[arin-ppml] Deceased Companies?

John Curran jcurran at arin.net
Tue Jul 26 15:50:20 EDT 2022

> On 26 Jul 2022, at 3:05 PM, Ronald F. Guilmette <rfg at tristatelogic.com> wrote:
> In message <050367FD-7090-4F98-9C34-2904F1129E8F at arin.net>, 
> John Curran <jcurran at arin.net> wrote:
>>> Section 8.2. of the NRPM covers "Mergers, Acquisitions, and Reorganizations".  The policies
>>> and procedures that are to be applied in all of those situations are quite clearly set
>>> forth there.  Section 8.2. of the NRPM quite clearly *does not* cover dissolutions.
>>> Please provide a straight answer to the question I did ask, which related to dissolution
>>> situations.
>> It appears to be a reorganization of the failing operation from an LLC to now operating under
>> under a registered legal name instead. 
> You are still evading the question John.
> I provided a straightforward hypothetical of a small business that was validly operating
> within the state of California, which was formerly (a) registered as an ARIN member, and
> which (b) was the registrant/Holder of ARIN resources, and which (c) either by deliberate
> choice of the owner(s) or by defaulting on its legal obligations to the State, became
> dissolved as a legal entity, i.e. it ceased to exist as a legal entity.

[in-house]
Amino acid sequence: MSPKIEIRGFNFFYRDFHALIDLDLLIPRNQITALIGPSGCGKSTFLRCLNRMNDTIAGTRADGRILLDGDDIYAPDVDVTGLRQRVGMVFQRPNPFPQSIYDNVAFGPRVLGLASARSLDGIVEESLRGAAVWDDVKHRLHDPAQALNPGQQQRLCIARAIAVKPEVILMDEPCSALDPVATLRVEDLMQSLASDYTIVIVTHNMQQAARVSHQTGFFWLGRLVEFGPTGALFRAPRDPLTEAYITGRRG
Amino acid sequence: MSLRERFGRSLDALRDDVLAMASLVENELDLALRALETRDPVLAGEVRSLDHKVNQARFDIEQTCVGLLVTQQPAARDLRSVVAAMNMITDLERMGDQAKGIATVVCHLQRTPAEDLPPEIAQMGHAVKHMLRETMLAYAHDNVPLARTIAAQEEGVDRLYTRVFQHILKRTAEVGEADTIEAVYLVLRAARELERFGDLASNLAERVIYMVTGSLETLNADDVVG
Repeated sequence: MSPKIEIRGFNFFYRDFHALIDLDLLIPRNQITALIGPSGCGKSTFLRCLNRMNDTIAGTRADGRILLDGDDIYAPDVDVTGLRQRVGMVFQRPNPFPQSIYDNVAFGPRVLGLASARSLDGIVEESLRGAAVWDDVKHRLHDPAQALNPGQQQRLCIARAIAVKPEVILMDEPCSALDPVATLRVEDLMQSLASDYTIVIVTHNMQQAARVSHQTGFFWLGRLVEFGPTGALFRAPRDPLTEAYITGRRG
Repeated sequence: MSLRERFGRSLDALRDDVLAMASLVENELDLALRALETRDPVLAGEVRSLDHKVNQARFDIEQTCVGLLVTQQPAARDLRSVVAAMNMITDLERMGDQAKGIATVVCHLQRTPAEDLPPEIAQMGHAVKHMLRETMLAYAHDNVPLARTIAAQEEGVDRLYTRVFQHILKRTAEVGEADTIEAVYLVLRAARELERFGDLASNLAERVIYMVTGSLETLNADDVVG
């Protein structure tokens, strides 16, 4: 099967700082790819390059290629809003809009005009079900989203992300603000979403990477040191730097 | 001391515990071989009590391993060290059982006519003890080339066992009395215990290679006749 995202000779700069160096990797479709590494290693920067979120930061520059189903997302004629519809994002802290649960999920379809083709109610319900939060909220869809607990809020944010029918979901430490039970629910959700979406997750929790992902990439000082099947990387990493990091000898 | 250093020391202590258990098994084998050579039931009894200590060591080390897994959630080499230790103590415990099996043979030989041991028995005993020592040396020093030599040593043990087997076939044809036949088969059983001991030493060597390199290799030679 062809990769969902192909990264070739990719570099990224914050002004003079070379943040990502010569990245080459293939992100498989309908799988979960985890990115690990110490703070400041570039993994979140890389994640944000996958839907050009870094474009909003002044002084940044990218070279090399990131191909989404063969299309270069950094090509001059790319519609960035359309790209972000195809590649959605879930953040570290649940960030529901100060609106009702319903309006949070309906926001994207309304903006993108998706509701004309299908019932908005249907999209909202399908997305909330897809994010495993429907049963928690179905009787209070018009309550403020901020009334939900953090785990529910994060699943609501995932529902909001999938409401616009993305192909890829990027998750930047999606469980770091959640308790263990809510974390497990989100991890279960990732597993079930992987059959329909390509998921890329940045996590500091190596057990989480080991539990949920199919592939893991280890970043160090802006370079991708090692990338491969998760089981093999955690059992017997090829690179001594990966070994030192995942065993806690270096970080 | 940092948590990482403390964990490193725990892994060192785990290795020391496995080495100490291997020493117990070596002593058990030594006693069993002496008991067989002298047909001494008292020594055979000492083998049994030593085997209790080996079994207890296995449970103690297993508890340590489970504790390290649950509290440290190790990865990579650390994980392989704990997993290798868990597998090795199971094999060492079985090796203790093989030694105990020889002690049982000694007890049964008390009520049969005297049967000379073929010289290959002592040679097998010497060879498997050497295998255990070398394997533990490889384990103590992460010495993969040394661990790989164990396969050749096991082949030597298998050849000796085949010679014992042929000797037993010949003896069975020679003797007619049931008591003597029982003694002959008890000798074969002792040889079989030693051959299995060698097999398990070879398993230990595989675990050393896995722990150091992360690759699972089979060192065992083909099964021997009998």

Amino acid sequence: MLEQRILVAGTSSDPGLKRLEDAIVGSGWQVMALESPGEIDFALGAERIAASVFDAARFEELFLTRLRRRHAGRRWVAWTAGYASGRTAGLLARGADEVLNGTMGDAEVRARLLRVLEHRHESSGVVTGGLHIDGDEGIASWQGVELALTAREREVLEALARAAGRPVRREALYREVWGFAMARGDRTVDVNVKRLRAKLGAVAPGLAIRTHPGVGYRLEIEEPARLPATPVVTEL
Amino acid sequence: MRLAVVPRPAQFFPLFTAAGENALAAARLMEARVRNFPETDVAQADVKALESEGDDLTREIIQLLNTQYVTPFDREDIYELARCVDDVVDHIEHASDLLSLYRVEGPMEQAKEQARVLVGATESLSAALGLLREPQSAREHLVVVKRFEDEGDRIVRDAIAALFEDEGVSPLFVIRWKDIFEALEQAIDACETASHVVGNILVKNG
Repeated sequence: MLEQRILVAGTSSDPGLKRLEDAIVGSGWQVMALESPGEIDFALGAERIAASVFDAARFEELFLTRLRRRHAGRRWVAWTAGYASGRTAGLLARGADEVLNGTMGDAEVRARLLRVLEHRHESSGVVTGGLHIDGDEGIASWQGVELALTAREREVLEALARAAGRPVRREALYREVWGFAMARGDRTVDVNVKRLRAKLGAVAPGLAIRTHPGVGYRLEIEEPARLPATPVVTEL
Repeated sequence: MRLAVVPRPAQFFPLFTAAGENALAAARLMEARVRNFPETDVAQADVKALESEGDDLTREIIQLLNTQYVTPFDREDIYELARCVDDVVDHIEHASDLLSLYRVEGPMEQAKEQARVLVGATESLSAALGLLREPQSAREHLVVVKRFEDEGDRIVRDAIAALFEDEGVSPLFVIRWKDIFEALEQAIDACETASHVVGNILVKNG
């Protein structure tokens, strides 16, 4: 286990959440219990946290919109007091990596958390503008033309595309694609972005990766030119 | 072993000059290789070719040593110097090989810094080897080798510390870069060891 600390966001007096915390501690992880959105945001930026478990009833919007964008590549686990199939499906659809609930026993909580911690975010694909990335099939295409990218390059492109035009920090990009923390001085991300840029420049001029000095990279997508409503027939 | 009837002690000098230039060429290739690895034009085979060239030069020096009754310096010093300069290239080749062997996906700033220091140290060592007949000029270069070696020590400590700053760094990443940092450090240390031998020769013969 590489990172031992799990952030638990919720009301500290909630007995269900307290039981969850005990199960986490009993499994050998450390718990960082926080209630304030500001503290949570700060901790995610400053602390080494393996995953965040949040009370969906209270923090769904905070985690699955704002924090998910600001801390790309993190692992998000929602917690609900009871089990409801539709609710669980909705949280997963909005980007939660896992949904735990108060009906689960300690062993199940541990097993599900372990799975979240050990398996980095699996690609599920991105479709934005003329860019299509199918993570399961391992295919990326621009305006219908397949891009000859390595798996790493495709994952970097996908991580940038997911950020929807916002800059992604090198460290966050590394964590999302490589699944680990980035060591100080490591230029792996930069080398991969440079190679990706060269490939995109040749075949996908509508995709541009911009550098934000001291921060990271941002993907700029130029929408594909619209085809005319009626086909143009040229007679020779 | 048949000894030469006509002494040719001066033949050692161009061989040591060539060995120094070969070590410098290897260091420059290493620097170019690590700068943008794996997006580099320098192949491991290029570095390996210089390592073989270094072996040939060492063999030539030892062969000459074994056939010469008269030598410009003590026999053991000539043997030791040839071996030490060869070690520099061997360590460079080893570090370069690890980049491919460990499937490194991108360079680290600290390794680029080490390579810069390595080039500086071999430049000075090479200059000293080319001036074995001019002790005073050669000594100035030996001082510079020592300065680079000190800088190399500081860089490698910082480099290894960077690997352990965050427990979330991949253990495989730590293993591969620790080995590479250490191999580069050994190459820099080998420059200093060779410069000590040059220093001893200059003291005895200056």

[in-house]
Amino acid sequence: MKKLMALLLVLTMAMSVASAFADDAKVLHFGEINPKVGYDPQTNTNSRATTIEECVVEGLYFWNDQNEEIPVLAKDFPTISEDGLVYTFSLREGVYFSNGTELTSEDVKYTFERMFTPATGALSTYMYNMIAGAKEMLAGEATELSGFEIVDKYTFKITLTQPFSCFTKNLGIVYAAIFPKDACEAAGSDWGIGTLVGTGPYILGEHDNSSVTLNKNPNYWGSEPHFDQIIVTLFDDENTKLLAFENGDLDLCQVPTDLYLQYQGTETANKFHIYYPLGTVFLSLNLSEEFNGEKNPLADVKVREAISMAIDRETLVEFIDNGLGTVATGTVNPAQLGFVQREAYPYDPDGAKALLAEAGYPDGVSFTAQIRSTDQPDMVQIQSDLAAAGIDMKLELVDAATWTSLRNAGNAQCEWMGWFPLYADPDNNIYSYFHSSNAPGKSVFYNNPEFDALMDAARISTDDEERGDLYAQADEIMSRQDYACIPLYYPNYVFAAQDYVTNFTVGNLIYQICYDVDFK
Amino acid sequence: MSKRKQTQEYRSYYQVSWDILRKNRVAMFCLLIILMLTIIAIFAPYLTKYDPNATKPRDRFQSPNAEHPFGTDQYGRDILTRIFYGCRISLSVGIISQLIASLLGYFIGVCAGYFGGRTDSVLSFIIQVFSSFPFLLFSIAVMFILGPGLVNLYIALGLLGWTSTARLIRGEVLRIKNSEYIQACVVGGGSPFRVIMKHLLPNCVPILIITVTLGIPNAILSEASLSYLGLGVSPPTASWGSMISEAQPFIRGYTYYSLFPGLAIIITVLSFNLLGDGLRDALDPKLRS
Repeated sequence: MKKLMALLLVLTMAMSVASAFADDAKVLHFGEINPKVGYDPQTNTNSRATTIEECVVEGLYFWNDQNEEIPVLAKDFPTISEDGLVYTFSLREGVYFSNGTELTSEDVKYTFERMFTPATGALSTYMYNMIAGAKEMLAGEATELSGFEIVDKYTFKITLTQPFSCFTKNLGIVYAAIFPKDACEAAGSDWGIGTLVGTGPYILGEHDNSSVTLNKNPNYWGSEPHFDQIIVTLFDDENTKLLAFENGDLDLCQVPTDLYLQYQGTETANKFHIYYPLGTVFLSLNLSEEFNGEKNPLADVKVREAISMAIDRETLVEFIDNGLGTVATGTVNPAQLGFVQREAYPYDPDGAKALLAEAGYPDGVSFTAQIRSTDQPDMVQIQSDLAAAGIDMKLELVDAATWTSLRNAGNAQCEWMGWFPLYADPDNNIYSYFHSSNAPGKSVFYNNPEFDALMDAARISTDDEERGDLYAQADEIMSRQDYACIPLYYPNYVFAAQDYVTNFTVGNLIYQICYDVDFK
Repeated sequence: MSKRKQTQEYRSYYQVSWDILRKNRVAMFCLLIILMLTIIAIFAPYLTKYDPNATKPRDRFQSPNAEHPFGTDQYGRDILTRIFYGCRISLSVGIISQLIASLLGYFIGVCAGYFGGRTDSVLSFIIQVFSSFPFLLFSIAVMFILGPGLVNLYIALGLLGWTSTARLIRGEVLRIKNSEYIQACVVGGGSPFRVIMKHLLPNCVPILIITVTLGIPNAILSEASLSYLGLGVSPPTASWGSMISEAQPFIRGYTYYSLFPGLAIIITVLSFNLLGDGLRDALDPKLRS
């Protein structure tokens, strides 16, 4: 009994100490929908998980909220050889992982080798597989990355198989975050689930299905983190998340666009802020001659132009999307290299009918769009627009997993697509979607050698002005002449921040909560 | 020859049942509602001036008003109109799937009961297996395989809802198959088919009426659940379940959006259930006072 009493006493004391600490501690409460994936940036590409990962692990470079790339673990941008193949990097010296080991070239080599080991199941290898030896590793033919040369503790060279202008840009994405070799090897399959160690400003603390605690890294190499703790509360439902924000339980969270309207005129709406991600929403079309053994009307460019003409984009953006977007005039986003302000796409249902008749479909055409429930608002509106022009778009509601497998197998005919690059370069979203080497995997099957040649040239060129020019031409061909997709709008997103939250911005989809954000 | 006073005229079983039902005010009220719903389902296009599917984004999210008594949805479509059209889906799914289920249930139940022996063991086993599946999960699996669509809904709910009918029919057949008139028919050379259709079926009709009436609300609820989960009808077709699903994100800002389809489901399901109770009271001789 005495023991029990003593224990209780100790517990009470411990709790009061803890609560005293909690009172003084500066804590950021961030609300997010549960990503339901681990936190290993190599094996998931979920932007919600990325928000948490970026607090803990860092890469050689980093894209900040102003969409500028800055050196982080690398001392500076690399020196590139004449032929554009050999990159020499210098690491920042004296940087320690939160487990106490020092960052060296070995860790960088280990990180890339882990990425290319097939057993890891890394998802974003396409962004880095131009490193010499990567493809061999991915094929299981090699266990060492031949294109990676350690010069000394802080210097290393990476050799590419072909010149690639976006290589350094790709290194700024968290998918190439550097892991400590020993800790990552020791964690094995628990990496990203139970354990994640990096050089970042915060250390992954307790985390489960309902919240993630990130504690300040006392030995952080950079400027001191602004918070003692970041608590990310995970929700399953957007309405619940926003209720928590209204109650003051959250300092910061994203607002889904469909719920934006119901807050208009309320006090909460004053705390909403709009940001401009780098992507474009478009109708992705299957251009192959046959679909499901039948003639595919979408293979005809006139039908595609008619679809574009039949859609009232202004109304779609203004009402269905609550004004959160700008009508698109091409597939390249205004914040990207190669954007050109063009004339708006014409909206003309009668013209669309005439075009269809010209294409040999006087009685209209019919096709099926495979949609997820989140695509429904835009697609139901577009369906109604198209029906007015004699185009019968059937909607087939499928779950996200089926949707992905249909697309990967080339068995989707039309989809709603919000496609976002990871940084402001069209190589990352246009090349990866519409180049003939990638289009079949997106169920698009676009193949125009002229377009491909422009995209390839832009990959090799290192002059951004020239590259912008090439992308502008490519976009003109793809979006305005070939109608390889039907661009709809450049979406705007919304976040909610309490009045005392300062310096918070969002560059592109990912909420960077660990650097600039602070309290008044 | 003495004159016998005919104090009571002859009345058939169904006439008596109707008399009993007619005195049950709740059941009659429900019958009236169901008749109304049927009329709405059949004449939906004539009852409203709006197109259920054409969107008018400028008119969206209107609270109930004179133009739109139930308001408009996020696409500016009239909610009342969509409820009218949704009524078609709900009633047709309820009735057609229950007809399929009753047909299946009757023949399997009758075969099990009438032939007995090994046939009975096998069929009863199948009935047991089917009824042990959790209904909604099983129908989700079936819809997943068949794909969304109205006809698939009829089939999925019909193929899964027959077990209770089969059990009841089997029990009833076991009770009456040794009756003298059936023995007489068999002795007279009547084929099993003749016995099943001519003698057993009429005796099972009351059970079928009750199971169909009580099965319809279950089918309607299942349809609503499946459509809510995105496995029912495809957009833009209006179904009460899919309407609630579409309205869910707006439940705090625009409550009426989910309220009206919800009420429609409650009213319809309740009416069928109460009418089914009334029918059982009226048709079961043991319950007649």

> What is the legal basis for you to claim that such an entity "appears to be a reorganization"?

I did not provide a legal basis; I noted the basis in ARIN number resource policy. 

>>> You are being deliberately obtuse and evading the question.  If the hypothetical TMBBATS LLC
>>> goes belly up, then when will the Registration Services Helpdesk, or any other part of ARIN
>>> even notice this fact and take some action (i.e. ANY action)?  After 1 year?  After 2 years?
>>> After 10 years?  Ever?
>> No, not unless specifically brought to the attention of ARIN.  Note that such conditions, 
>> as we have discussed here, are sometimes transitory and may be cured or reinstated, 
>> so absent clear direction in policy we will not monitor and/or reclaim under a lapse in 
>> regisration. 
> You have just contradicted yourself within the space of two sentences John.  First you